Angels Prospect Comparisons

Comparisons among prospects and Major League talent are rarely fair and can become erratically lazy. While watching any prospect show or draft preview, you will see highly paid analyst make remarks of, “His swing reminds me of Barry Bonds,” or “That sinker/slider combo is reminiscent Greg Maddux.”

How many times have you heard that a Latin pitcher who stands right around six-foot with an above-average changeup is the “next Pedro Martinez?”

It’s lazy. These are regularly men who spent time playing in the game to some capacity, whether it be at an All-Star level, or a brief taste of Minor League Baseball. You would think that they would have some knowledge of how to access an amateur player who is becoming a professional or a player who is just getting into his development.

That is why when reading about comparisons, you must go to those who have a keen eye for doing so. The Nomads and Gypsys of the sport. The scouts. The executives. Those who have covered prospects for years with a pedigree of accountability. Those that call work MLB Pipeline, Baseball America, FanGraphs and Baseball Prospectus.

Of the comparisons you will see listed below, they have come from the comments of those mentioned. Most have been mentioned by scouts more than once, and is the primary reason for the support in doing the research and side-by-side gifs you will see. You will not see any Hall of Fame comparisons, and may be disappointed your favorite prospect isn’t compared to an All-Star caliber player. It does not mean the prospect is a wash, or bust, or won’t be able to accomplish more than said comparison. It is a starter kit for those who are hoping to look deeper into the future at what a certain prospect’s career may pan out to be.

As you’ll see in the side-by-sides, there will be no context out of physical comparisons. Not everything in this article is perfect. You’ll even see that in one of the side-by-sides, a pitcher has been flipped from the right side to left side to complete the comparison. Just because a player is compared to another by a scout, executive, or trusted source, it does not mean that player will suddenly be a .300 hitter, or strikeout 300 batters. Everything is to be taken with a grain of salt.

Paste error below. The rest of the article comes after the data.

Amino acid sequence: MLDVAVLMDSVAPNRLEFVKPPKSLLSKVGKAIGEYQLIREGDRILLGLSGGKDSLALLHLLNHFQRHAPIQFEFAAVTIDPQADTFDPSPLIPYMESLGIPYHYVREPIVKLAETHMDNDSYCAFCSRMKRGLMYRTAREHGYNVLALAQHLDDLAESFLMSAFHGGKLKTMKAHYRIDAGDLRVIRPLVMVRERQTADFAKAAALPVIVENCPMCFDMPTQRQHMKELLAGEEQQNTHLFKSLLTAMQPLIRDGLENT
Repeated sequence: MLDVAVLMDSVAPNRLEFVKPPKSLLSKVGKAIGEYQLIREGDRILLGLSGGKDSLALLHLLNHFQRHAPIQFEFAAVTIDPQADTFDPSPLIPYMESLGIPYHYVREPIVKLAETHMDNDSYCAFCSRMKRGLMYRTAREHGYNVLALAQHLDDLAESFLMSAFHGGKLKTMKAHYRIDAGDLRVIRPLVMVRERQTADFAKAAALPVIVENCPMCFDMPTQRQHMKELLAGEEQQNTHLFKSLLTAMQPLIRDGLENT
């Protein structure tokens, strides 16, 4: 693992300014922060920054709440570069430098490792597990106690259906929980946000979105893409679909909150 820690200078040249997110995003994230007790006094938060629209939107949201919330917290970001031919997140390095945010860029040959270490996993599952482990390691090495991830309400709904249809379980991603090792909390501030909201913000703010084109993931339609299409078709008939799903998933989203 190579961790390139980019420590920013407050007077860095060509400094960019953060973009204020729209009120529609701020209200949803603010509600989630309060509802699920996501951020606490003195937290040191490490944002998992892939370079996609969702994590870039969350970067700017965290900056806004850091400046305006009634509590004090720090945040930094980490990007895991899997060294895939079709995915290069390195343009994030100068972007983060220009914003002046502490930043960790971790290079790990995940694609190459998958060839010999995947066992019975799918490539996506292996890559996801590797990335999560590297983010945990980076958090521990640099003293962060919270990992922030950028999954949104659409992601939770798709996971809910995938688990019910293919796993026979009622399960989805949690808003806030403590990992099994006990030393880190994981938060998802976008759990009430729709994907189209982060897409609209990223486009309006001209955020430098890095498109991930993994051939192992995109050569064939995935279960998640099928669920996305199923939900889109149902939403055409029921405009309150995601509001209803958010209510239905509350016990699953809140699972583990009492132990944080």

Let us start.

*NOTE: Check back for more comparisons as we collect information*

L: Charlie Blackmon (6’3, 220)

R: Brandon Marsh (6’4, 215)

L : Barry Zito (6’2, 205)

R: Reid Detmers (6’2, 210)

L: Byron Buxton (6’2, 190)

R: Jordyn Adams (6’2, 180)

L: Vincent Velasquez (6’3, 210)

R: Chris Rodriguez (6’2, 185)

L: Miguel Rojas (6’0, 190)

R: Kyren Paris (6’0, 165)

L: Tim Anderson (6’1, 185)

R: Jeremiah Jackson (6’0, 165)

L: Jahmai Jones (6’0, 205)

R: Whit Merrifield (6’1, 195)

L: Jonathan Villar (6’0, 230)

R: Arol Vera (6’2, 170)

L: Archie Bradley (6’4, 215)

R: Jack Kochanowicz (6’6, 220)

L: Freddy Peralta (5’11, 200) *Flipped*

R: Hector Yan (5’11, 180)

L: Harrison Bader (6’0, 210)

R: Alexander Ramirez (6’2, 210)

L: Joey Lucchesi (6’5, 225)

R: Packy Naughton (6’2, 195)

L: Robbie Grossman (6’0, 215)

R: Orlando Martinez (6’0, 185)

L: Randy Wolf (6’0, 205)

R: Adam Seminaris (6’0, 185)

Prospects To Be Added Soon: D’Shawn Knowles, Jose Alberto Rivera, David Calabrese

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